Locations that still exist for renting videos are few and far-between indeed. The widely-held-forerunner of them, Blockbuster, now largely stripped dry for its bones had left a bubble in its wake of streaming online video and the potential for in-house movie nights to extend into on-couch movie days and in-bath television weeks. Loren both appreciated this—and indeed himself occasionally indulged in days or weeks or sometimes just a few hours of strolls down the memory lane of narrative television—and rejected the reality that so many Americans had come to accept as the best possible hand they’re likely to be dealt. As a result of this rather atavistic tendency regarding entertainment, he made it a point to spend at least thirty minutes once every two weeks actually looking through the shelves of a local video store that most had forgotten existed, attempting to choreograph an evening of more subtle and challenging entertainment that would drive most modern attention-spans to suiciding. The reason he felt a certain conviction about this, to be sure, had to do with his grounding first as a scholar of cinema and second as a—(n admittedly second rate)—professor of English in Northern Wisconsin. Whether this would add up in more rational brains remains to be tested, but to Loren the idea of watching movies—always translated in his mind into something more conceptual like “witnessing films,” for instance—always carried with it some physical component of moving from one space to another and actually converting the absence in your hand to the presence of one, or several films in various-sized cases, etc. Images sped through his mind of professors walking into rooms not only with DVD copies of Capra’s Black and Whites but books of scholarship in tow and typically bright yellow Legal Pads to jot down any potentially interesting divergences from the discussion of classic cinema yet to follow. He thought of going out to browse the shelves in Insta-Video—retitled after the onslaught of online streaming sites made immediacy something to be desired for the entertainment-starved public—the way most individuals think currently about shopping for groceries. Before: you are starved, you have yourself a paucity of the necessary means of bringing yourself to ideal human levels to sustain your existence (i.e. “sustenance”). During: you live amongst the shelves to consider which foods/films will most enrich your experience here on earth and only once you’ve exhausted the lengths of the store several times and are certain you haven’t overlooked anything can you reach the After: wherein you’ve physically moved from one location to another, the FILM location to the LIFE location, to pursue the reward of cinematic wonderment. It was something to be earned, not merely clicked-at, so to speak, for Loren.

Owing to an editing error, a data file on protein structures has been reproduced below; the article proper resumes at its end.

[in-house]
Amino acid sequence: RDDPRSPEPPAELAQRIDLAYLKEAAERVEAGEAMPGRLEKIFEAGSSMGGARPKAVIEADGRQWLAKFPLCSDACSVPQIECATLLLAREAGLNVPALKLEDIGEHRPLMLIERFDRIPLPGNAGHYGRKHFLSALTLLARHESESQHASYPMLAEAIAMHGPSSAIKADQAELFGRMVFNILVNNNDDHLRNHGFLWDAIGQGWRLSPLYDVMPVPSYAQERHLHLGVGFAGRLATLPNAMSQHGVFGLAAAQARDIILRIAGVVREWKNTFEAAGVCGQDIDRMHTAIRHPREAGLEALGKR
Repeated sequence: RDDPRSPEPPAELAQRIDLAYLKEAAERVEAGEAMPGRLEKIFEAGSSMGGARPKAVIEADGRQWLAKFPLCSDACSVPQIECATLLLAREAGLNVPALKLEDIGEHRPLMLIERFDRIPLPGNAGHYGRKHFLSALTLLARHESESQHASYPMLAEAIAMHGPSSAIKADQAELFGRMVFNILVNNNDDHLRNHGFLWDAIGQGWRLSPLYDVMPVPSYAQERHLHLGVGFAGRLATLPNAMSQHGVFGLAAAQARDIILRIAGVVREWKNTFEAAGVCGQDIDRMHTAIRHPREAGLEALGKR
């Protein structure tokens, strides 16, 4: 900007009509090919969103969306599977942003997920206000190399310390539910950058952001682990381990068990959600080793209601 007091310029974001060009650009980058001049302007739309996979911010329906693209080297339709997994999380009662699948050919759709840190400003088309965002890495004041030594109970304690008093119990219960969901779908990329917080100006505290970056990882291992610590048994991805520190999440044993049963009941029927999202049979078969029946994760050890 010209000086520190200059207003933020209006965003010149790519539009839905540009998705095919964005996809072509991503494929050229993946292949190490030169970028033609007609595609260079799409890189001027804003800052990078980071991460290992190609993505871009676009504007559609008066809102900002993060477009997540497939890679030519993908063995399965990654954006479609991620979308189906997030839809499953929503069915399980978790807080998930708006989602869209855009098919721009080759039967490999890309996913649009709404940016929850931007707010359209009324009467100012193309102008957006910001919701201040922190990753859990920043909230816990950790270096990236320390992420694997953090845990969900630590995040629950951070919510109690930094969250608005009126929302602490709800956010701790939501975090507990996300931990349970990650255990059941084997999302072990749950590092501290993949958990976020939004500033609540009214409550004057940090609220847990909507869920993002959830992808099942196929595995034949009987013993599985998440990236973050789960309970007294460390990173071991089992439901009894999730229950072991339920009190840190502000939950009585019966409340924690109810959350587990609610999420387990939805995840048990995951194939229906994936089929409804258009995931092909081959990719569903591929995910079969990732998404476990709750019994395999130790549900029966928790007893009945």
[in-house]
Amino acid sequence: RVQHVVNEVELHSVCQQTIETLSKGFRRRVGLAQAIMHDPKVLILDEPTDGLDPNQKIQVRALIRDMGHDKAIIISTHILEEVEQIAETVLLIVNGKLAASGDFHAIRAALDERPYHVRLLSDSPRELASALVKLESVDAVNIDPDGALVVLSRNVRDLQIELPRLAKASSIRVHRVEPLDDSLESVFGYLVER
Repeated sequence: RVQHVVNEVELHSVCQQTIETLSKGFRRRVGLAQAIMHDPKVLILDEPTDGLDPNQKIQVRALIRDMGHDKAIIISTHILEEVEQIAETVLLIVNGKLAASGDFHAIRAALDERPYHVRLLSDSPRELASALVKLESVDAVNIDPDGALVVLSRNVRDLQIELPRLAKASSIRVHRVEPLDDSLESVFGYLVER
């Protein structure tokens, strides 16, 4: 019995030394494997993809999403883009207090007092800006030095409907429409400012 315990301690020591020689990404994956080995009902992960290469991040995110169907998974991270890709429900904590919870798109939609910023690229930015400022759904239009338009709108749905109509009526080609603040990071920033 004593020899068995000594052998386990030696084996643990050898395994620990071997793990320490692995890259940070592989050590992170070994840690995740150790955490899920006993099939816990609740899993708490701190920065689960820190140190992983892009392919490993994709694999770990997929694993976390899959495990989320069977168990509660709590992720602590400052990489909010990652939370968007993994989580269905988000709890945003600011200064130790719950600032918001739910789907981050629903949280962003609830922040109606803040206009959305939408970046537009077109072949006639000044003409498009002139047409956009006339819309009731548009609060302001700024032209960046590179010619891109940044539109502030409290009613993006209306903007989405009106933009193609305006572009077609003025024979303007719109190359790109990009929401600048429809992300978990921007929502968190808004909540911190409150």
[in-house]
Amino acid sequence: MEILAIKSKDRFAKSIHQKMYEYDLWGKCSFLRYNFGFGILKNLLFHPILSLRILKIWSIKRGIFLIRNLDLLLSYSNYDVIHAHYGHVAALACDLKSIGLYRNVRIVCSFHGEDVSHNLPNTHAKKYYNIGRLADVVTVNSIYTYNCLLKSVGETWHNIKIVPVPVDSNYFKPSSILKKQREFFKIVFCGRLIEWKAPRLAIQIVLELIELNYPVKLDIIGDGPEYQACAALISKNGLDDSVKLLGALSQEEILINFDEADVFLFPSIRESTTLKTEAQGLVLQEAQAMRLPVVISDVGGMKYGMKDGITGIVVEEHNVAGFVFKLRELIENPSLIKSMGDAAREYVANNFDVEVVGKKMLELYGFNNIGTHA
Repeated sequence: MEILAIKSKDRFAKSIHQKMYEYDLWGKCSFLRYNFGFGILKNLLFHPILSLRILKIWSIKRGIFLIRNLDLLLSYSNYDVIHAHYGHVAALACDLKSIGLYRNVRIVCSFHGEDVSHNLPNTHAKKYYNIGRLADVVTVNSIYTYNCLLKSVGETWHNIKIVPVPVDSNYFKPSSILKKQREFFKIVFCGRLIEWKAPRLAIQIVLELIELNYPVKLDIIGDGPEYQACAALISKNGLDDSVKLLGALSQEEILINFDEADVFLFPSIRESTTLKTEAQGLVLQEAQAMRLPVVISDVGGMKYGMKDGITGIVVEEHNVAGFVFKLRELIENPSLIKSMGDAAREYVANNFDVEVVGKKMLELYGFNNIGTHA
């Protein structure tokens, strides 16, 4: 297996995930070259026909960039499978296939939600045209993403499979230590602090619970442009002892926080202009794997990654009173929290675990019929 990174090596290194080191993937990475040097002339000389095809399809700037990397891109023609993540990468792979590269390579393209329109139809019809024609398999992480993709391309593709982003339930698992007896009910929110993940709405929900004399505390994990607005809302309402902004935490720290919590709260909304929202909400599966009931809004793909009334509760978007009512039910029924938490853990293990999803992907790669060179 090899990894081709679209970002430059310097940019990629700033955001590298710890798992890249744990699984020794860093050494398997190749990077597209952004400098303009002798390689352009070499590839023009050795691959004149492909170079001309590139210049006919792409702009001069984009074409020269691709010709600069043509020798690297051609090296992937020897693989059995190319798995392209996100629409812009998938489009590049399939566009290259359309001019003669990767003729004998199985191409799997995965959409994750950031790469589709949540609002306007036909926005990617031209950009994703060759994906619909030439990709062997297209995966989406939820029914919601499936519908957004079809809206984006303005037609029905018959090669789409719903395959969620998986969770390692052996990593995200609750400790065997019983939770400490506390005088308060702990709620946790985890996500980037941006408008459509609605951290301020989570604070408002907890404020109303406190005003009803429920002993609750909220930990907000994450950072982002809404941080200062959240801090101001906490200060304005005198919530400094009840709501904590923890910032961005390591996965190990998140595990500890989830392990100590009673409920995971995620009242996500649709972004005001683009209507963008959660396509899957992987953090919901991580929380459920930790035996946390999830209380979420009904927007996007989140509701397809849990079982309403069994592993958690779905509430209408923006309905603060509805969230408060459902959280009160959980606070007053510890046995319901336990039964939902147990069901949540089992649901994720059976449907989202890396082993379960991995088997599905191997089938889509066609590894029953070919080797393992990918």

He couldn’t comfortably discuss his problems with any one person and hence the mental effects of losing work were confronted with his mother; the physical and economic circumstances that would inevitably result were discussed with his father; and the more abstract emotive elements apparent when dealing with this sort of loss were addressed with complete strangers on the internet while either masturbating to pre-recorded videos on various porn streaming websites or chatting with individuals he’s too frightened to meet in person before they realize he’s too frightened via websites like Craigslist where he can present himself as a sex-hungry frequent-user of the site with no STDs or problems physically to speak of and thus can converse and exchange images until an hour or so goes by and they realize he’s never actually had any interest in physically meeting them, but simply wants to talk and feel less alone.